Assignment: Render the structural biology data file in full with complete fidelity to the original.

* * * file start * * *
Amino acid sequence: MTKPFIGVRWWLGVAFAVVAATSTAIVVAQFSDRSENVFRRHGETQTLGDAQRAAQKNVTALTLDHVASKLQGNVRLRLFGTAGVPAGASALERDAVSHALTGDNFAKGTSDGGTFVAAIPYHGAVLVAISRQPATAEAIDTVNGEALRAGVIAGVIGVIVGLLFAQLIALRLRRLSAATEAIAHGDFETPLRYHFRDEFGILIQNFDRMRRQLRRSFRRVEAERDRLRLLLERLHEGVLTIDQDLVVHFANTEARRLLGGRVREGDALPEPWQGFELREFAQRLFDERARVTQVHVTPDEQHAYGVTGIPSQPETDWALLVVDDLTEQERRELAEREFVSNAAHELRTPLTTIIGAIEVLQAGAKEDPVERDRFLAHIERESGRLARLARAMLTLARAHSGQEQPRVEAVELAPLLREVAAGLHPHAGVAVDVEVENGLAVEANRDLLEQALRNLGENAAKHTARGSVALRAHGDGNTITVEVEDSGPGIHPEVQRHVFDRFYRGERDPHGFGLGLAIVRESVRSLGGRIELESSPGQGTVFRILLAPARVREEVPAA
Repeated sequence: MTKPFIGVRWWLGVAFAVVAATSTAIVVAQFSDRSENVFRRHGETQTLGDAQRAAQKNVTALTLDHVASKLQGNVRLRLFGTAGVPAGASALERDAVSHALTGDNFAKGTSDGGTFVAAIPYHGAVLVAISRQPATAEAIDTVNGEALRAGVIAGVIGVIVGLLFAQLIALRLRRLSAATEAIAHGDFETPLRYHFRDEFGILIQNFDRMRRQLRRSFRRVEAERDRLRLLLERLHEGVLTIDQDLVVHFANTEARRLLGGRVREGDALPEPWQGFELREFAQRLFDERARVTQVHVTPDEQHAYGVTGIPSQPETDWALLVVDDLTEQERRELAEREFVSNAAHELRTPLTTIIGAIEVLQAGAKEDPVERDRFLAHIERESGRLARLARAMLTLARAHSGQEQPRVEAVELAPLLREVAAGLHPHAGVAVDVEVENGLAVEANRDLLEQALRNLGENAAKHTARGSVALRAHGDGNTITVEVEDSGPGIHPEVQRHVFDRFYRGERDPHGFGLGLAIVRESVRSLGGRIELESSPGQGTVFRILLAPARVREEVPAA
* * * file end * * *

Amino acid sequence: MTKPFIGVRWWLGVAFAVVAATSTAIVVAQFSDRSENVFRRHGETQTLGDAQRAAQKNVTALTLDHVASKLQGNVRLRLFGTAGVPAGASALERDAVSHALTGDNFAKGTSDGGTFVAAIPYHGAVLVAISRQPATAEAIDTVNGEALRAGVIAGVIGVIVGLLFAQLIALRLRRLSAATEAIAHGDFETPLRYHFRDEFGILIQNFDRMRRQLRRSFRRVEAERDRLRLLLERLHEGVLTIDQDLVVHFANTEARRLLGGRVREGDALPEPWQGFELREFAQRLFDERARVTQVHVTPDEQHAYGVTGIPSQPETDWALLVVDDLTEQERRELAEREFVSNAAHELRTPLTTIIGAIEVLQAGAKEDPVERDRFLAHIERESGRLARLARAMLTLARAHSGQEQPRVEAVELAPLLREVAAGLHPHAGVAVDVEVENGLAVEANRDLLEQALRNLGENAAKHTARGSVALRAHGDGNTITVEVEDSGPGIHPEVQRHVFDRFYRGERDPHGFGLGLAIVRESVRSLGGRIELESSPGQGTVFRILLAPARVREEVPAA
Repeated sequence: MTKPFIGVRWWLGVAFAVVAATSTAIVVAQFSDRSENVFRRHGETQTLGDAQRAAQKNVTALTLDHVASKLQGNVRLRLFGTAGVPAGASALERDAVSHALTGDNFAKGTSDGGTFVAAIPYHGAVLVAISRQPATAEAIDTVNGEALRAGVIAGVIGVIVGLLFAQLIALRLRRLSAATEAIAHGDFETPLRYHFRDEFGILIQNFDRMRRQLRRSFRRVEAERDRLRLLLERLHEGVLTIDQDLVVHFANTEARRLLGGRVREGDALPEPWQGFELREFAQRLFDERARVTQVHVTPDEQHAYGVTGIPSQPETDWALLVVDDLTEQERRELAEREFVSNAAHELRTPLTTIIGAIEVLQAGAKEDPVERDRFLAHIERESGRLARLARAMLTLARAHSGQEQPRVEAVELAPLLREVAAGLHPHAGVAVDVEVENGLAVEANRDLLEQALRNLGENAAKHTARGSVALRAHGDGNTITVEVEDSGPGIHPEVQRHVFDRFYRGERDPHGFGLGLAIVRESVRSLGGRIELESSPGQGTVFRILLAPARVREEVPAA